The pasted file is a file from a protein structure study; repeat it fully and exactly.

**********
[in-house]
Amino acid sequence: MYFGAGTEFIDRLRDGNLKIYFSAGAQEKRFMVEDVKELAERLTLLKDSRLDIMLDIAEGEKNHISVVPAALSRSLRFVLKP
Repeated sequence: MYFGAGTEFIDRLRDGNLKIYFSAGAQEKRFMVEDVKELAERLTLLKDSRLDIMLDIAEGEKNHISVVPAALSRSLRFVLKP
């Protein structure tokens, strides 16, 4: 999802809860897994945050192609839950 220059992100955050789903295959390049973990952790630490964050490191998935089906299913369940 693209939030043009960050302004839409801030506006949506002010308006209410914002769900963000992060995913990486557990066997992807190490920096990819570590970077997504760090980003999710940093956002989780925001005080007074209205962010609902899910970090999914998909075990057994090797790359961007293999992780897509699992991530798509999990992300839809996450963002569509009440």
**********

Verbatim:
[in-house]
Amino acid sequence: MYFGAGTEFIDRLRDGNLKIYFSAGAQEKRFMVEDVKELAERLTLLKDSRLDIMLDIAEGEKNHISVVPAALSRSLRFVLKP
Repeated sequence: MYFGAGTEFIDRLRDGNLKIYFSAGAQEKRFMVEDVKELAERLTLLKDSRLDIMLDIAEGEKNHISVVPAALSRSLRFVLKP
């Protein structure tokens, strides 16, 4: 999802809860897994945050192609839950 220059992100955050789903295959390049973990952790630490964050490191998935089906299913369940 693209939030043009960050302004839409801030506006949506002010308006209410914002769900963000992060995913990486557990066997992807190490920096990819570590970077997504760090980003999710940093956002989780925001005080007074209205962010609902899910970090999914998909075990057994090797790359961007293999992780897509699992991530798509999990992300839809996450963002569509009440």